Frequently Asked Questions
Since I began my practice, I have fielded many questions from parents. Listed below are some of the
basic questions I have been asked. Please refer to some of the links below for more specific answers to questions.
Or, if you have a question or concern, get in touch with me at 240-285-1920 or email@example.com.
I am very concerned about the cost of college. How can you help?
This is a common and very understandable concern that many parents have and, as some college’s costs are now inching towards $80,000 a year, it’s easy to see why. When I first meet with a family, I discuss college affordability and the importance of the family getting a good return for their investment. Supporting the student in determining their career goals and colleges goes a long way to ensuring that a student is successful at the college and graduates in 4 years. I am NOT a financial advisor, though. What I do offer families is an understanding of the FAFSA and financial aid process and help them to gauge what their expected family contribution might be. The most important factor, by far, in determining scholarships is the student’s transcript. I also advise families on the importance of applying to honors colleges and any merit aid and scholarship opportunities that the college offers.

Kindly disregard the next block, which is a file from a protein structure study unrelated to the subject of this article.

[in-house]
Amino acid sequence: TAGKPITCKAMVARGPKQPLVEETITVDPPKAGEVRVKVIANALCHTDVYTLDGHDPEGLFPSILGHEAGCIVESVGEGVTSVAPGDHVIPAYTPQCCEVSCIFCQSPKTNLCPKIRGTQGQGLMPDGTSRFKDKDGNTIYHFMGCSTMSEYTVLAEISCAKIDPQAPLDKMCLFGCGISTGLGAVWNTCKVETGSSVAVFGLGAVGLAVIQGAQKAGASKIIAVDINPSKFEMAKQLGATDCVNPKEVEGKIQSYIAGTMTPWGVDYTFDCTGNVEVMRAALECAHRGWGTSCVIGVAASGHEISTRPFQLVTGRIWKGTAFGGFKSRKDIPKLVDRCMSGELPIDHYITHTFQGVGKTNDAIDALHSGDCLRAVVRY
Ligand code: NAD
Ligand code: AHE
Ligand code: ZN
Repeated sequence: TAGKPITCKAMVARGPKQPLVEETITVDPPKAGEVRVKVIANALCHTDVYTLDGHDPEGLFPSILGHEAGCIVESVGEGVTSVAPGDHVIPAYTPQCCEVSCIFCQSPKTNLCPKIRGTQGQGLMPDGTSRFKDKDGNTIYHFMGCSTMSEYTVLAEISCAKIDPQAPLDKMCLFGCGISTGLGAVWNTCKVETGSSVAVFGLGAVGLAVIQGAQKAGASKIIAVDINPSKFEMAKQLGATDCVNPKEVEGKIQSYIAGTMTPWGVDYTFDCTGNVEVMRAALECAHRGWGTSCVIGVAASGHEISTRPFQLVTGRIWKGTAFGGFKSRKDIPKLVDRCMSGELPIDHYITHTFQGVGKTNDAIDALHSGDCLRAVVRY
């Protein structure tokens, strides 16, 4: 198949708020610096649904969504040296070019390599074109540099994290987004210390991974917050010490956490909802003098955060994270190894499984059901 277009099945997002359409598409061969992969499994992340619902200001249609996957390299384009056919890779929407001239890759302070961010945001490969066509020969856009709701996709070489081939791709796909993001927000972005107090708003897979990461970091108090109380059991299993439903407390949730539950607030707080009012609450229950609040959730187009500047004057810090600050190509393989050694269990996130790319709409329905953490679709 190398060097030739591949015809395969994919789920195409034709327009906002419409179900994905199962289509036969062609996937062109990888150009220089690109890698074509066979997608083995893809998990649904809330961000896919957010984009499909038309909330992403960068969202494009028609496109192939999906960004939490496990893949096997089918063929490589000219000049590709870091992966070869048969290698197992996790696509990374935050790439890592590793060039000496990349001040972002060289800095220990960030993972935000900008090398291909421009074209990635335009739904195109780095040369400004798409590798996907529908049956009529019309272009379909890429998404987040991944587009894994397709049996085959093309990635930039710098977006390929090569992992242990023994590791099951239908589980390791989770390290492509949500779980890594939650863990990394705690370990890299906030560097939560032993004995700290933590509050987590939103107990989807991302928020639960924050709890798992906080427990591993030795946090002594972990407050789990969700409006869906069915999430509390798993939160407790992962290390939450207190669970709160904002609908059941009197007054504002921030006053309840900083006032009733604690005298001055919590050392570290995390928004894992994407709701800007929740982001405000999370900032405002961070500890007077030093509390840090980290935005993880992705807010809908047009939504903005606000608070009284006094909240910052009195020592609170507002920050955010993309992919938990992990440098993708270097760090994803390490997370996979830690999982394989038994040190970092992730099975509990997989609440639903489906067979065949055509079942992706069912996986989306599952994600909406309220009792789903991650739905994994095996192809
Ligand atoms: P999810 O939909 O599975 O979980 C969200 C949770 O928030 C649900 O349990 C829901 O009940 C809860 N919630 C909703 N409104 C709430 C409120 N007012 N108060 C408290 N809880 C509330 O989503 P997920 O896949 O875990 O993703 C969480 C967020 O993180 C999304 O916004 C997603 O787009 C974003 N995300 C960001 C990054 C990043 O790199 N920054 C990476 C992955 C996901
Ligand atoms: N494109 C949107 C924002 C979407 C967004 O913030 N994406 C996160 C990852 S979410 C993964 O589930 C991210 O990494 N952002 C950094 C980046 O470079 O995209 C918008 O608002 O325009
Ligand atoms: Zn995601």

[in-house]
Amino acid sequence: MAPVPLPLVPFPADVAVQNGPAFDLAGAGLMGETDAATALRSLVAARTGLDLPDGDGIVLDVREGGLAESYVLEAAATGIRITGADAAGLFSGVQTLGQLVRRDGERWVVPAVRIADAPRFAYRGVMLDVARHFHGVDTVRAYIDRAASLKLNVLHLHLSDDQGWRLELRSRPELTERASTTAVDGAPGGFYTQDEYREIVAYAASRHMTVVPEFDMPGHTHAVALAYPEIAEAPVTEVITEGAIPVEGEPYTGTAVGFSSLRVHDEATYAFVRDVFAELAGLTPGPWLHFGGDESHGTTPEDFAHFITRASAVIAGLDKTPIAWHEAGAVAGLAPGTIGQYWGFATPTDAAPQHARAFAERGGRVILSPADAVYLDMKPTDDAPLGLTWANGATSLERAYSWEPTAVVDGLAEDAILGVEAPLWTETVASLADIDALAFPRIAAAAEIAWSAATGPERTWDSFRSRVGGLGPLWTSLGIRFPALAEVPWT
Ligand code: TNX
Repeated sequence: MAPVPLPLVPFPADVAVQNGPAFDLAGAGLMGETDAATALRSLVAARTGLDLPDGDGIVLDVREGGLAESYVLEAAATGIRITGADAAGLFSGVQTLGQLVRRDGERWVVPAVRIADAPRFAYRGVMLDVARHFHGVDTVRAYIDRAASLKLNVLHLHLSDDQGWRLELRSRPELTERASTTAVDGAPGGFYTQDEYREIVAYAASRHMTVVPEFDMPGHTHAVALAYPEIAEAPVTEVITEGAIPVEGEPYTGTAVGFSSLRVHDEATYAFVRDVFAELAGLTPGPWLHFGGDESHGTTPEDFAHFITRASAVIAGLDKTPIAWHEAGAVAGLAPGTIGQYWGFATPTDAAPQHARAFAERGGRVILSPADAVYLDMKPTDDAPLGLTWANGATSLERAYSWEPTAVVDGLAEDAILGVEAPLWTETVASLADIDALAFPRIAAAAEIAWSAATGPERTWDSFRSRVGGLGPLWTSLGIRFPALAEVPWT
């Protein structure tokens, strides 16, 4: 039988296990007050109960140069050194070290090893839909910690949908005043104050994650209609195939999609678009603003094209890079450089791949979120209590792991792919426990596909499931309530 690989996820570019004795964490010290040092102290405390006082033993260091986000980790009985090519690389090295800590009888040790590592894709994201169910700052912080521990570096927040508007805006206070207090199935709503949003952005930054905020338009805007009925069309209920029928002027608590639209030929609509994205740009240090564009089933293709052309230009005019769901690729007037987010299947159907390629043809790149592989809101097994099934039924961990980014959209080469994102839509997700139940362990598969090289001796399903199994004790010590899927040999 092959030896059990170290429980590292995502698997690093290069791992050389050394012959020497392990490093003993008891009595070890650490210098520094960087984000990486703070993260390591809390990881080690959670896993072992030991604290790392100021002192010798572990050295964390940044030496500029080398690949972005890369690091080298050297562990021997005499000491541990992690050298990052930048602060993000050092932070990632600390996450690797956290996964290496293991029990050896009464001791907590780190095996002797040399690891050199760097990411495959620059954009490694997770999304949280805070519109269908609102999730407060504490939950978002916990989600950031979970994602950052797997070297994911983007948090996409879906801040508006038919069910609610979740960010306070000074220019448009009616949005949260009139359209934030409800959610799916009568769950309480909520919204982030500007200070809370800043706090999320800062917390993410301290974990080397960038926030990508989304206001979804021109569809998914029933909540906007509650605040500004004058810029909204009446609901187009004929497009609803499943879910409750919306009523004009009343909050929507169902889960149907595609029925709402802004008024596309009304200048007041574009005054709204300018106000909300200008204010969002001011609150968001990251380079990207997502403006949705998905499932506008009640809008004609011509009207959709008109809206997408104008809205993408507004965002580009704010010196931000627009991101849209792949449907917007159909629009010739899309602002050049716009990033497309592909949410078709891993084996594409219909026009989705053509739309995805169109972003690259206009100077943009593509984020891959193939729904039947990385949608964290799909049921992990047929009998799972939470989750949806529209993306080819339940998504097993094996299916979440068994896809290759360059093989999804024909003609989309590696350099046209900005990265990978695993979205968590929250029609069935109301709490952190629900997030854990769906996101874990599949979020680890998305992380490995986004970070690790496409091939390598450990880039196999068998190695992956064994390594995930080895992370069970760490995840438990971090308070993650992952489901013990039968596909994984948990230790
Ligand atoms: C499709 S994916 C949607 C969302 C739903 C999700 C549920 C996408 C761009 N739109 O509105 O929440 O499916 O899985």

I heard that all colleges are now testing optional. Does that mean my child doesn’t have to take the SAT or ACT and submit the scores to get into a good school?
No, that is not what that means. There are many variables involved in whether a student takes either the SAT or ACT AND submits the scores. What I am telling my families in 2022 is for the students to take either the SAT or ACT at least twice and submit the scores to the colleges. If you want to discuss this further with me, please contact me below.
Does my child really have to visit the colleges before deciding to go there?
The short answer to this question is YES. I realize, however, that visiting all the schools on your child’s list isn’t always possible, especially if the school your child is considering is thousands of miles away. The process of visiting schools supports both you and your child to see if the school would be a good fit. This process is very similar to when you bought your first house. None of us would consider making that large a purchase without walking through, turning on lights and tap water, and visualizing ourselves living there. It’s the same with finding a college that your child will be comfortable at for 4 years. I advise visiting the campus at least once before you and your child make the final decision prior to May 1.
My child has a documented learning disability.supp Do any colleges offer ort for LD students?
The short answer is YES. If your child has been receiving supportive services for a learning disability that has been written up as an individualized educational plan AND his testing is less than three years old, all you need to do is take the IEP and the written reports from the testing to the college, where he will receive accommodations to his schedule to support him in continuing to be academically successful.